Jamie Wood (University of Lincoln, UK) Lecture, "Another brick in the wall or another vase in the furnace? Making monks in late antique Iberia"

May 3, 2016
Tuesday, May 24, 2016 - 4:00pm
Manuscript page from the Etymologiae of Isidore of Seville (8th century). Codex Karolinus, Wolfenbüttel digital library

On Tuesday, May 24 at 4 pm, Dr. Jamie Wood of the School of History and Heritage, University of Lincoln, UK, will give a talk, "Another brick in the wall or another vase in the furnace? Making monks in late antique Iberia."  The location of the talk will be announced presently.  The talk is co-hosted by the Center for the Study of Religion and the Center for Medieval and Renaissance Studies, and is free and open to the public.

Abstract: The monks and nuns of late antique and early medieval Iberia has received minimal attention in scholarship, outside of the Spanish and Portuguese traditions. This is unfortunate because there is a wide range of evidence, including monastic rules, sayings collections and church council records that points towards a vibrant monastic culture during the sixth and seventh centuries. This monastic culture, moreover, seems to have played an important role in the training of a cadre of highly educated bishops across the period, from Leander and Isidore of Seville onwards, and in the later preservation and dissemination of their writings. My particular interest is in the discursive construction of monasteries as spaces devoted to the cultivation of very specific subjectivities among their inmates. I begin with an overview of the scholarship on late antique/ early medieval monasticism in Iberia before moving on to introduce my key sources (monastic rules, sayings collections). The bulk of the presentation will deal with the particular approaches that the sources propose for recruiting, training and disciplining monks and nuns.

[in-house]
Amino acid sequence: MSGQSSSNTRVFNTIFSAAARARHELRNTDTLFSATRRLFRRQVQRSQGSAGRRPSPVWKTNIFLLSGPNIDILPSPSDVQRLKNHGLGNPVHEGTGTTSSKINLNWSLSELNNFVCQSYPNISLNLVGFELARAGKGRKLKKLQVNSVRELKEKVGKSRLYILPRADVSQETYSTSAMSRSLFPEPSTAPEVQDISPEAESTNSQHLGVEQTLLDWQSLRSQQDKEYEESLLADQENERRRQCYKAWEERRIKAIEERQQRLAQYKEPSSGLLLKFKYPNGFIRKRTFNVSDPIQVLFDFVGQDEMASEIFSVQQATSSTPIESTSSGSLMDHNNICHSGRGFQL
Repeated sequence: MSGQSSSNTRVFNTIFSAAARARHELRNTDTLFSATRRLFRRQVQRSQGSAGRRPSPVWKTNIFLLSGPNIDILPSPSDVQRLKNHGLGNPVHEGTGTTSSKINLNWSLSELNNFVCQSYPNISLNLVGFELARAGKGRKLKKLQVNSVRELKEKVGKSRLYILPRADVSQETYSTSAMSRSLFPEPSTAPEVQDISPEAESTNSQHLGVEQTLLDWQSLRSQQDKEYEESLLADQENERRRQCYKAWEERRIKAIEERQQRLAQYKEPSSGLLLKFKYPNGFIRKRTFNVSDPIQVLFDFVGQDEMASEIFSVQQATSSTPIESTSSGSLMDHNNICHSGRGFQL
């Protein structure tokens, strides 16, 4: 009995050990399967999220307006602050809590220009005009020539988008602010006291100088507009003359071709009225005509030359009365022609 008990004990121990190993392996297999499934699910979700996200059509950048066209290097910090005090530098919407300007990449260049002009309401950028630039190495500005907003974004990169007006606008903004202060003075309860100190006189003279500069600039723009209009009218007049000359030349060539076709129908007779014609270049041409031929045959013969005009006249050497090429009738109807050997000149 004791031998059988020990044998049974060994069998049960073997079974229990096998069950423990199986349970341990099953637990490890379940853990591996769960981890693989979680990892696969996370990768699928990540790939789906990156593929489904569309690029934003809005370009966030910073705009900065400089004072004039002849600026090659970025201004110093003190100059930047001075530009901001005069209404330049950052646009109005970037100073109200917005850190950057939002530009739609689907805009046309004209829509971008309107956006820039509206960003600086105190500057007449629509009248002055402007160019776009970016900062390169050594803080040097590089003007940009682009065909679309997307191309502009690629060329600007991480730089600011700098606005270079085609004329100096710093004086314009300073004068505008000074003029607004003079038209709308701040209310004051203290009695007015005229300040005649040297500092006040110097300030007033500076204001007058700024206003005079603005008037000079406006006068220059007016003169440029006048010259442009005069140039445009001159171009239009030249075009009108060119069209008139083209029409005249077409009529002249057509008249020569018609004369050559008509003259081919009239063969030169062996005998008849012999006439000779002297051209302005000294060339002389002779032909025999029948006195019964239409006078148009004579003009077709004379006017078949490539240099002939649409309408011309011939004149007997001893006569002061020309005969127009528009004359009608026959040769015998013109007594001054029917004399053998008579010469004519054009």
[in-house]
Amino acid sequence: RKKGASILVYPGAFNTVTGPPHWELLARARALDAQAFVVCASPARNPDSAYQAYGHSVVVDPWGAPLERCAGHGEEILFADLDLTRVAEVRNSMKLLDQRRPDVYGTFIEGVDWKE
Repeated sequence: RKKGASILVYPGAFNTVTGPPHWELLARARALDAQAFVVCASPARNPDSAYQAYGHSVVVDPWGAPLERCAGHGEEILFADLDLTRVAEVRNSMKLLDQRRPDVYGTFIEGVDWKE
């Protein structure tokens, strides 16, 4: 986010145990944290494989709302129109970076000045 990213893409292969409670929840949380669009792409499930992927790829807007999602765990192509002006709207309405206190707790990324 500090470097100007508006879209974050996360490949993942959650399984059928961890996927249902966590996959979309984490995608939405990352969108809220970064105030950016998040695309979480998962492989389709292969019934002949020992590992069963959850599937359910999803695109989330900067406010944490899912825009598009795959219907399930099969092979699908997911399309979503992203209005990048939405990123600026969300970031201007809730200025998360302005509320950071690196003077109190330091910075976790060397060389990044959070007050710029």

Gate of Baptism at the Cathedral of Seville (Spain), with tympanum depicting the baptism of Jesus, and statues of saints (Isidoro and Leandro, Justa and Rufina, Florentina and Fulgencio)